I spaced my little ribbon chunks evenly around the hem of my jeans. Then I topstitched the upper edges so that the points would not curl away from the fabric.
Cute, but didn’t seem done. Buttons. Needed buttons. I had a grab bag of small black and gray buttons leftover from another project. So I stitched a hodge-podge of buttons to the upper ends of my ribbon fringe. I LOVE my “new” jeans! They’re cute as a button (haha), and now they fool me into believing that they reach my ankles!
I made this Sassy Scalloped Skirt when the challenge, “Exposed”, got us thinking about pattern shapes in new ways and finding unusual ways to incorporate them into a garment. I challenged myself to make a skirt from a sleeve pattern.
This is my tissue paper pattern based on the shape of a sleeve. The narrow end is the waist; the deep curve is the hem. I designed a six-gore skirt with an elastic waist, so I measured my hips and divided by six to get the top width of each piece. Your skirt can be as short or as long as you want. For more flare, adjust the width at the hem. I added an inch of length to the top for a fold-over casing.
The straight sides let me use a rotary cutter for faster cutting. I needed six identical pieces, but couldn’t cut through six layers of denim at once, so I cut three pieces at a time – I had to cut just twice with three layers.
This is the stack of six skirt panels, ready to sew. I sewed right sides together in pairs, then sewed the three pairs together with a 1/2-inch seam.
Here is the finished skirt, after inserting elastic into the waistline casing and finishing the hem.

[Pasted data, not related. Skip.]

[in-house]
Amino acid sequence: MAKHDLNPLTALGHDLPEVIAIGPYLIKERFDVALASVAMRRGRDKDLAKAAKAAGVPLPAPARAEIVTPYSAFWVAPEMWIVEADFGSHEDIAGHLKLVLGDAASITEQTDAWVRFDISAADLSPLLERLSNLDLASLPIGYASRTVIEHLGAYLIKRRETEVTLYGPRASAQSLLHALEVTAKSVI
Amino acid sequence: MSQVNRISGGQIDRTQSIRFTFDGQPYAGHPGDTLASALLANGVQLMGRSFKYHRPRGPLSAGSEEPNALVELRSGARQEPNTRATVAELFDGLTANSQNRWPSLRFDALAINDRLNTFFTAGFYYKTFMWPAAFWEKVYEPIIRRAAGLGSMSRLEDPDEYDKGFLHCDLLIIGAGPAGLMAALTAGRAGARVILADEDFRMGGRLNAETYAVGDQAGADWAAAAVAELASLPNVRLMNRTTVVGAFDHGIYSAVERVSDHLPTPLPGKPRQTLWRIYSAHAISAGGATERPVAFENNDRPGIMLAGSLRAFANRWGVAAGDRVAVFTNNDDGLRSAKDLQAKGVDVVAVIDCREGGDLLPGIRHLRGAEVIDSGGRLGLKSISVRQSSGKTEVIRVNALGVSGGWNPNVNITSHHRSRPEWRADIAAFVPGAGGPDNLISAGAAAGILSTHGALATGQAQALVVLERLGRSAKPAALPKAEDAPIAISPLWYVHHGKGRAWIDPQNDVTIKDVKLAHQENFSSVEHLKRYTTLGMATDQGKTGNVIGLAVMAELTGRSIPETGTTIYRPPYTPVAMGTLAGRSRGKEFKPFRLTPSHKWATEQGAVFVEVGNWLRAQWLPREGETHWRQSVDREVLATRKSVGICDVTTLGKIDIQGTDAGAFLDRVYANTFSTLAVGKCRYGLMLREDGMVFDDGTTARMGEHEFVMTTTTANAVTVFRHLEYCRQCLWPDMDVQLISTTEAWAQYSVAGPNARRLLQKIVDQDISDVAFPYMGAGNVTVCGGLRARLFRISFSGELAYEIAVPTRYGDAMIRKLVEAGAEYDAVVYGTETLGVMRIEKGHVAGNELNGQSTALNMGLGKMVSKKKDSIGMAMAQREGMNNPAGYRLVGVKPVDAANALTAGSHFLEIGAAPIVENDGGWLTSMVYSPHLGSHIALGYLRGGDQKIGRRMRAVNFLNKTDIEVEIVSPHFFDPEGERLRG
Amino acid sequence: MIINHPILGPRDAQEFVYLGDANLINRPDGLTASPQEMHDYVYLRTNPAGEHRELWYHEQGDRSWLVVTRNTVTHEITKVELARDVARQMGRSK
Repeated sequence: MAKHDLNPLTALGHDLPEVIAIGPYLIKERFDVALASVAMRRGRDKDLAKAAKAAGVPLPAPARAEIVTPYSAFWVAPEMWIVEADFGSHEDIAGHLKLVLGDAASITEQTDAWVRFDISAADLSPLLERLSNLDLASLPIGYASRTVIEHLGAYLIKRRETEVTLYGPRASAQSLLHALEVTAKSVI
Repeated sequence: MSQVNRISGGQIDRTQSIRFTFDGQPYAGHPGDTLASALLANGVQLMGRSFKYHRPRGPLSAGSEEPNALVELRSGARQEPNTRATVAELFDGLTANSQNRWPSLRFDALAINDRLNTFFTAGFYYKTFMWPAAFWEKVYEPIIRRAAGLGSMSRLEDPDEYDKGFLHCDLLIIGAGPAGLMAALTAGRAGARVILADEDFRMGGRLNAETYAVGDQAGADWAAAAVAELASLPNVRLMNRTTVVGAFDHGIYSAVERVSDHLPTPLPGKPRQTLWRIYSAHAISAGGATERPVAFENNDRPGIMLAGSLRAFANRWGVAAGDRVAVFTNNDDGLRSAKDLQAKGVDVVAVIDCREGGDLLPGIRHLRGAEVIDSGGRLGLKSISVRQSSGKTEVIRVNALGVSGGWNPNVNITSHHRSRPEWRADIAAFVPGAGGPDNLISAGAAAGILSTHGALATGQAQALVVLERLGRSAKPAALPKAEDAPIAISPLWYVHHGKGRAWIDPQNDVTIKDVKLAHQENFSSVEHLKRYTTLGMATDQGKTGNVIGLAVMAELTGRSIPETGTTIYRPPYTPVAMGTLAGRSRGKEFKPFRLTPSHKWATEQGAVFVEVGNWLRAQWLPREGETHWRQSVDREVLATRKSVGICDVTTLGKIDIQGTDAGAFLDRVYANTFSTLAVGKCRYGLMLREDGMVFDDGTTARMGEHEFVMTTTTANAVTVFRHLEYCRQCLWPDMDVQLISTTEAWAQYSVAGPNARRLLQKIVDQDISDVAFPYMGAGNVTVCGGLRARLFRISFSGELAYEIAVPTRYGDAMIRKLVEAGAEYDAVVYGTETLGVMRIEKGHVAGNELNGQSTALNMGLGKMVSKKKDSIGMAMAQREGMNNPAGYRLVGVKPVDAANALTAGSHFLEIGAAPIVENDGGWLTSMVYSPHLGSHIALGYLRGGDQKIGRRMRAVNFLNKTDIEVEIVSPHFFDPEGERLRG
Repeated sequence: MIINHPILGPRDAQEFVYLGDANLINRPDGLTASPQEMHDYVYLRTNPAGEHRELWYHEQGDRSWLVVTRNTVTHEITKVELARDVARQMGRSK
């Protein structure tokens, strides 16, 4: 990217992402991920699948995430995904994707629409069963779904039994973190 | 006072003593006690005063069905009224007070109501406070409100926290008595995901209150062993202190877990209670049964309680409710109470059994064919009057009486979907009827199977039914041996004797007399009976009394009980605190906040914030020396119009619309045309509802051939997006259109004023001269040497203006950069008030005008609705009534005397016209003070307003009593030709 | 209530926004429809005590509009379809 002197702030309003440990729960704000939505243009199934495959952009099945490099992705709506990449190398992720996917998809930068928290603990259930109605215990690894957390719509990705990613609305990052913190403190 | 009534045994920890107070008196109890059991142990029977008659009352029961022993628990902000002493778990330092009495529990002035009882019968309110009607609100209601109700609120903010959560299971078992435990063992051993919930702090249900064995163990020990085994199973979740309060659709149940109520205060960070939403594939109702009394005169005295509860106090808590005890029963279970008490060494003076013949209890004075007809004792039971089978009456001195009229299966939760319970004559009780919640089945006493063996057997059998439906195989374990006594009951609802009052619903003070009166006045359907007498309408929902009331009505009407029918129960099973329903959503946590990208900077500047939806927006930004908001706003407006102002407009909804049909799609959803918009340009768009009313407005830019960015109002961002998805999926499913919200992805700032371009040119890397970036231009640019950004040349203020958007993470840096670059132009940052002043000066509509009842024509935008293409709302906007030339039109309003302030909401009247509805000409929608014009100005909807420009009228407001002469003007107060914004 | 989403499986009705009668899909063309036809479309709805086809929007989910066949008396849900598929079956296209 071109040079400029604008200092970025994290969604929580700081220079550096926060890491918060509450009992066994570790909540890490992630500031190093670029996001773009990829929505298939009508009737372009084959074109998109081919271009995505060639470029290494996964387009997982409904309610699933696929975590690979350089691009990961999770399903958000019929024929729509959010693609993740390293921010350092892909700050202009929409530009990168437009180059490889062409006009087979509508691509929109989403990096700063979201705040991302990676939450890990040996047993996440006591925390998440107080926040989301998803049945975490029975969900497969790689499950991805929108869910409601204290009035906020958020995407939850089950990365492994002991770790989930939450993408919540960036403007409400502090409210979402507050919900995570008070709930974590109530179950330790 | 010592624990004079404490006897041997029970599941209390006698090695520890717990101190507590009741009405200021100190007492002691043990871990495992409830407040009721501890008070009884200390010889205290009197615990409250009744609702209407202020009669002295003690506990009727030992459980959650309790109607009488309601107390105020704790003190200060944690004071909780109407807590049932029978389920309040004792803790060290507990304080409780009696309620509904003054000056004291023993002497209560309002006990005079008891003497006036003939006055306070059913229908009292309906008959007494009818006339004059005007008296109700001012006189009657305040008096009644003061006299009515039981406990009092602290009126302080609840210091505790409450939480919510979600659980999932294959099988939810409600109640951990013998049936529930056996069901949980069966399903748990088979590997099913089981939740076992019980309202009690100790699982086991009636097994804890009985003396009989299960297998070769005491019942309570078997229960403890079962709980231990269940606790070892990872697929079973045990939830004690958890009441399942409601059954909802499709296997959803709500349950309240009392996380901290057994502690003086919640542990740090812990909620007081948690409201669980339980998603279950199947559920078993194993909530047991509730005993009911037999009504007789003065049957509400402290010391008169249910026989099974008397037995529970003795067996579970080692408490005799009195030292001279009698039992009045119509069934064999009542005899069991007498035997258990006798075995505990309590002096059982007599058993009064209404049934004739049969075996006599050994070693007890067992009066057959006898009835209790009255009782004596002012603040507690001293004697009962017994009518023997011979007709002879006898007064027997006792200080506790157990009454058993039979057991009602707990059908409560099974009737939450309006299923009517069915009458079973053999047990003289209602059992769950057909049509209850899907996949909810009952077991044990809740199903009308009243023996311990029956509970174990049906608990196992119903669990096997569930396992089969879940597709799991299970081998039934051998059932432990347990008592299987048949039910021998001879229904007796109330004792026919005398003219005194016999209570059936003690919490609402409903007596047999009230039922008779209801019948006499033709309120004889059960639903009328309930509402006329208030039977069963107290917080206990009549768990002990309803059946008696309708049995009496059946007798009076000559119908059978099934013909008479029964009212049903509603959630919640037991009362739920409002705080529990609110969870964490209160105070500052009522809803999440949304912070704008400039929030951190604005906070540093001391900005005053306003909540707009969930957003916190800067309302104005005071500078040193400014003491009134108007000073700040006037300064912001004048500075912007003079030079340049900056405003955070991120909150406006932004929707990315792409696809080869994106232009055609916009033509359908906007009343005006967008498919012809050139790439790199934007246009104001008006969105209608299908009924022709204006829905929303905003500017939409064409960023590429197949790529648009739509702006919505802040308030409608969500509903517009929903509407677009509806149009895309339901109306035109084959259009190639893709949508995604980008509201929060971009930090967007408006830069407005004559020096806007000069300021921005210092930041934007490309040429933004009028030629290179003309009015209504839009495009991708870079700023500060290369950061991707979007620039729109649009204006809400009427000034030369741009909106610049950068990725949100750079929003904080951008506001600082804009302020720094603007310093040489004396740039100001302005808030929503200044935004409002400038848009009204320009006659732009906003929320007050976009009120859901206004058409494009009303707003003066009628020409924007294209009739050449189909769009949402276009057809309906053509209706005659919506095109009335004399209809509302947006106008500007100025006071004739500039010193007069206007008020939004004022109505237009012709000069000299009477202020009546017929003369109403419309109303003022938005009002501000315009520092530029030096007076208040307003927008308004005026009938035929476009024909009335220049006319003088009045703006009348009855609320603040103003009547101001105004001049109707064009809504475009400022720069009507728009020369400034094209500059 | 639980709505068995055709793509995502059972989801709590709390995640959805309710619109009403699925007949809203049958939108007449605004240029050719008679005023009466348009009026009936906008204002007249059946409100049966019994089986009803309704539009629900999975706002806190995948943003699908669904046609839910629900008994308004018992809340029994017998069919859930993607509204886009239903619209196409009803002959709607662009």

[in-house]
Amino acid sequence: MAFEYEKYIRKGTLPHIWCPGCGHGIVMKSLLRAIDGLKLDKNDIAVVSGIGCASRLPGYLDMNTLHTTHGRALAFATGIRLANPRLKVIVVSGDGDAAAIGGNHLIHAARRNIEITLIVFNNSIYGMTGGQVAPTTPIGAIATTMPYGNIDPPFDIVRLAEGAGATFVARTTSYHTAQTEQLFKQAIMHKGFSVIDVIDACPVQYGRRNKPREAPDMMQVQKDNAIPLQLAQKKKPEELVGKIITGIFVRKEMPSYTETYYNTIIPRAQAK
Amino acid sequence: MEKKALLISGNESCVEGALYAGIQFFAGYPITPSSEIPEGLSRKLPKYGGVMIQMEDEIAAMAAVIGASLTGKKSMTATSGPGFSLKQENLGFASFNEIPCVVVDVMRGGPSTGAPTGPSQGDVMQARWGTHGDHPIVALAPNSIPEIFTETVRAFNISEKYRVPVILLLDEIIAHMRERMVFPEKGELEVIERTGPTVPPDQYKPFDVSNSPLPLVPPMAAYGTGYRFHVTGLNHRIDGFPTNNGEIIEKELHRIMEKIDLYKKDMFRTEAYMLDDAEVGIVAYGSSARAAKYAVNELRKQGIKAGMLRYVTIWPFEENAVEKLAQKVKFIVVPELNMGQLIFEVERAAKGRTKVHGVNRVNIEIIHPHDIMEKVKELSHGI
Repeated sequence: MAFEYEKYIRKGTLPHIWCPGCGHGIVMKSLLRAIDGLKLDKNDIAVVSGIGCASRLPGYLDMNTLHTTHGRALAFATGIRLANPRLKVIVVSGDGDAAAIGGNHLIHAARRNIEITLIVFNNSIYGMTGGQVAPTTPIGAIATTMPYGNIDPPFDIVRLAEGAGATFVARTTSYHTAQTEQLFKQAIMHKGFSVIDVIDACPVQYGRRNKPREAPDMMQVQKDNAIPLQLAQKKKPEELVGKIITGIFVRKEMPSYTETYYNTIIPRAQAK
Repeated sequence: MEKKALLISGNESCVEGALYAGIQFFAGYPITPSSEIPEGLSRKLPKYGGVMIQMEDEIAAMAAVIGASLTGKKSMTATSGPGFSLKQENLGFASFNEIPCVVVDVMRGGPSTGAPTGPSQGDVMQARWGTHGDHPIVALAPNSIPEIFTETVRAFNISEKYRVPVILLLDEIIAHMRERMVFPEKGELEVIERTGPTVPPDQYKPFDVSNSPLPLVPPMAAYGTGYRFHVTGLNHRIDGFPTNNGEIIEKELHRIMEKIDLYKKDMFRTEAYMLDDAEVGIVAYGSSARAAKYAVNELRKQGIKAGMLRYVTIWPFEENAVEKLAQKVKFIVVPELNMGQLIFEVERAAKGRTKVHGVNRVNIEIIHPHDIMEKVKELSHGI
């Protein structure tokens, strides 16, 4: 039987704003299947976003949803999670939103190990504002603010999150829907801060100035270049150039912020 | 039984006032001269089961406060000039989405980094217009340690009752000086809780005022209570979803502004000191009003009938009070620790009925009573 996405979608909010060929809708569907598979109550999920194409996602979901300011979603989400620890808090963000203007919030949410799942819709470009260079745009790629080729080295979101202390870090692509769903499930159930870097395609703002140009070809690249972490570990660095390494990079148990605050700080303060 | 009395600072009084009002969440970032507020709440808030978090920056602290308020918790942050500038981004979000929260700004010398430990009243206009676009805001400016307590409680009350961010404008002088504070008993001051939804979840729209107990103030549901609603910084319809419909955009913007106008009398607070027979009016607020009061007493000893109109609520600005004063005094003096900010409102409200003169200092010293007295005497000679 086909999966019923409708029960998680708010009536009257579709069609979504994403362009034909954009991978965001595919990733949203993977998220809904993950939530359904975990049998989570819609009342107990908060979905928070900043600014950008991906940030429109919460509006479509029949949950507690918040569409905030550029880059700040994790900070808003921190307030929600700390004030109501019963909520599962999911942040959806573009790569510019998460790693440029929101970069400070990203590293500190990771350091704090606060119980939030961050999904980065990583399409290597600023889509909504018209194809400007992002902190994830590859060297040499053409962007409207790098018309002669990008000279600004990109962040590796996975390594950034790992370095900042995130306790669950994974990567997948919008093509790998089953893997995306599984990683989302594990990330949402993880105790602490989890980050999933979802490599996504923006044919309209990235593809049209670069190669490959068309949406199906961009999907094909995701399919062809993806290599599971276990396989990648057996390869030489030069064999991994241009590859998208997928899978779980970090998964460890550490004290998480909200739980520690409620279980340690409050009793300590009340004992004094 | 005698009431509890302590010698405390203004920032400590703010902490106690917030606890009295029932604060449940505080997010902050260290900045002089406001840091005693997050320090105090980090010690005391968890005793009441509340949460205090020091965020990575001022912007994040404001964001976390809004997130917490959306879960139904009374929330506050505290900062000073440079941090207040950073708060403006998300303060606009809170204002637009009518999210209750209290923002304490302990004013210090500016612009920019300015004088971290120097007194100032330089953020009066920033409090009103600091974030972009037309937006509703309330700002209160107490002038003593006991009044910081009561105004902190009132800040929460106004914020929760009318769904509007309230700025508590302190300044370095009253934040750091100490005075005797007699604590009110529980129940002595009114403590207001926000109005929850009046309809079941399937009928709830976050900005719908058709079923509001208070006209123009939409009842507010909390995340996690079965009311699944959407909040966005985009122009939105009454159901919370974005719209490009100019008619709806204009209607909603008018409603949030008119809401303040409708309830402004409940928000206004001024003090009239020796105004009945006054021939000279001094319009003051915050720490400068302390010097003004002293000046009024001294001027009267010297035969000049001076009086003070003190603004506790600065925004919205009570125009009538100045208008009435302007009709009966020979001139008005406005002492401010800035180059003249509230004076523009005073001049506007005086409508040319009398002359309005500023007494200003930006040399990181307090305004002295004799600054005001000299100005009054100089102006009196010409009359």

The hem is raw edge – I didn’t want to turn under the curves. The decorative stitch at the hem stabilizes the edge, and a bit of fun fringe forms when I wash the skirt! If that doesn’t work out, I can always shorten the skirt and sew a more traditional hem.
Assignment: Stick Your Neck Out
Not really a necklace, not really a scarf, the Circles of Silk Neckpiece is a wearable accent that dresses up a casual t-shirt with silk yo-yos and beads. I wanted to make something colorful – with such a riot of color it would match nothing and go with anything!
I have a basketful of luscious yo-yos that I made from vintage kimono scraps. (One of those “keep my hands busy while watching Law & Order reruns” activities.) Rather than whip stitching the yo-yos together directly (the traditional method), I attached a size 6 seed bead between each intersection. The bead spacing provides a little bit of extra negative space, and the single color of bead used throughout unifies the collection of color and pattern.
I attached the front yo-yos to form a V neck. I prefer that neckline, and the front stitches keep the neckpiece in place when I wear it. It easily slips on and off over my head. It creates a bold (for me, anyway) visual statement with virtually no physical weight.
The detail shot shows the beads that connect the silk yo-yos. I used a neutral color nylon beading thread for this step, but any strong thread will work. Because you will want to keep these joining points strong, make sure you make several thread passes to attach each bead securely. I buried the thread ends inside the folds of the yo-yos.
How about a yo-yo making lesson? I used the small Clover Yo-Yo Maker (the green one that makes 1 1/4-inch finished circles). It is so much faster and easier than tracing and cutting a gazillion circles! You just snap it onto your fabric and trim around it. The cutting doesn’t have to be perfect – the edges will be hidden.
The holes in the template to guide your stitching so you get perfectly spaced, even stitches. Pop off the tool, gather the edges to the center and tie off. Use strong thread, doubled, so it doesn’t break when you pull the gathers.
If you want to make tool-free yo-yos, Positively Splendid has a great tutorial with fun embellishment ideas. This is the method I used on my first yo-yo project, before I knew there was such a thing as a yo-yo maker! You’ll get wonderful results making yo-yos this way – just not as fast.
Browse through more handmade garment ideas and inspiration on Create Whimsy.